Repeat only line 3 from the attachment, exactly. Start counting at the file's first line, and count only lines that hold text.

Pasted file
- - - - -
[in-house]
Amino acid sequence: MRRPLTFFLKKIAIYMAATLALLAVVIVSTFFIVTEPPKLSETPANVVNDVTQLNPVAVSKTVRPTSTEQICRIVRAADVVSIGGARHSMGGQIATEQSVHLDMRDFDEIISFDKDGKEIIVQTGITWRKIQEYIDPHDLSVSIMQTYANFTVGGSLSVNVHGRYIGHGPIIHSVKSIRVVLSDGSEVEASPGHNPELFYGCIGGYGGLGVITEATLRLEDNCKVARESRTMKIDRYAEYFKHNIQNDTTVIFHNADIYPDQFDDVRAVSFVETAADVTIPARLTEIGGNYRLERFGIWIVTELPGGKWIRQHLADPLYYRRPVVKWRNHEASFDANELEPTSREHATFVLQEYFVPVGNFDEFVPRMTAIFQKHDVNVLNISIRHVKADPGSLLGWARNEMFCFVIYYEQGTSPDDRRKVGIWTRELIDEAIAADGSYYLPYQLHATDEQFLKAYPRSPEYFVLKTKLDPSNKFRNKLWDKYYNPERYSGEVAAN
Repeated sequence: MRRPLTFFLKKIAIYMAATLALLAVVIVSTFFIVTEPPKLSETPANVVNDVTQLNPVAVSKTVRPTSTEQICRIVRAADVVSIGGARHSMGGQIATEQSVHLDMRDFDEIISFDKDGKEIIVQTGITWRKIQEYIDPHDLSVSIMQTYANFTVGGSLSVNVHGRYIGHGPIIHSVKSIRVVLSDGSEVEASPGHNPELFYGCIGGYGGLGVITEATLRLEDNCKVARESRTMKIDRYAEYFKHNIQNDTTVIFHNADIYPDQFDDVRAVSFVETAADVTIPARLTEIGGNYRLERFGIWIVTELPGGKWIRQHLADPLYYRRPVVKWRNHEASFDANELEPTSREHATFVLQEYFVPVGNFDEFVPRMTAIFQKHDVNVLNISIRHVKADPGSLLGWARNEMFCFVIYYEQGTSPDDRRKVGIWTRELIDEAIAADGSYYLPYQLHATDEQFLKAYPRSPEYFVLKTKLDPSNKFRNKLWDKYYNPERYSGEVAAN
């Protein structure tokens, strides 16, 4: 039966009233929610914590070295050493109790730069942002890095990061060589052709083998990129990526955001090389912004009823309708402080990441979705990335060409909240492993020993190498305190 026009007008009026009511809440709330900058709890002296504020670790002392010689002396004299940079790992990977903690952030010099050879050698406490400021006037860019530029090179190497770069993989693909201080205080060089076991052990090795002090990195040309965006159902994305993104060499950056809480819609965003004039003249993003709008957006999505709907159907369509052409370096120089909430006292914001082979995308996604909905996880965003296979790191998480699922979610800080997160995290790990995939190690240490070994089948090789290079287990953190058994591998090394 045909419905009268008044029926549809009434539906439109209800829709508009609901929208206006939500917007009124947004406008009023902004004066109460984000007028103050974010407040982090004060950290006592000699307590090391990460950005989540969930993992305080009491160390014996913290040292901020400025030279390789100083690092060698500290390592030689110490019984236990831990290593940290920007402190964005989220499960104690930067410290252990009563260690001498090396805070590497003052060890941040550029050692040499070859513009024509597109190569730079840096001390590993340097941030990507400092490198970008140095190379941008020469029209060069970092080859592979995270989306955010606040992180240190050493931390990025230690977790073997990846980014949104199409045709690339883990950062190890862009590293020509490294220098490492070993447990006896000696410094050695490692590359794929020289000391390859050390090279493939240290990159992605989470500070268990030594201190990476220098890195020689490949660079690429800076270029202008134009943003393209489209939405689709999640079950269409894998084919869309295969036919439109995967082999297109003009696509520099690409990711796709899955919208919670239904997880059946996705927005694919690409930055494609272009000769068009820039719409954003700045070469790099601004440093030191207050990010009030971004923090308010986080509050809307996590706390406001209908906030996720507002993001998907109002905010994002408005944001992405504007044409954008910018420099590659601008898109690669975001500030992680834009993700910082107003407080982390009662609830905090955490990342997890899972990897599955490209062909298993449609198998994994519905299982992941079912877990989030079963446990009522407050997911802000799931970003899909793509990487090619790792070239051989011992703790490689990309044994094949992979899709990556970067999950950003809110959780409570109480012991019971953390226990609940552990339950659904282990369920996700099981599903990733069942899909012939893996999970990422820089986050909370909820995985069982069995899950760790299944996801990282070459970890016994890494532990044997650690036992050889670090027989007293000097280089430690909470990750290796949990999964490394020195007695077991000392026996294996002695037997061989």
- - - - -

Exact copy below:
Repeated sequence: MRRPLTFFLKKIAIYMAATLALLAVVIVSTFFIVTEPPKLSETPANVVNDVTQLNPVAVSKTVRPTSTEQICRIVRAADVVSIGGARHSMGGQIATEQSVHLDMRDFDEIISFDKDGKEIIVQTGITWRKIQEYIDPHDLSVSIMQTYANFTVGGSLSVNVHGRYIGHGPIIHSVKSIRVVLSDGSEVEASPGHNPELFYGCIGGYGGLGVITEATLRLEDNCKVARESRTMKIDRYAEYFKHNIQNDTTVIFHNADIYPDQFDDVRAVSFVETAADVTIPARLTEIGGNYRLERFGIWIVTELPGGKWIRQHLADPLYYRRPVVKWRNHEASFDANELEPTSREHATFVLQEYFVPVGNFDEFVPRMTAIFQKHDVNVLNISIRHVKADPGSLLGWARNEMFCFVIYYEQGTSPDDRRKVGIWTRELIDEAIAADGSYYLPYQLHATDEQFLKAYPRSPEYFVLKTKLDPSNKFRNKLWDKYYNPERYSGEVAAN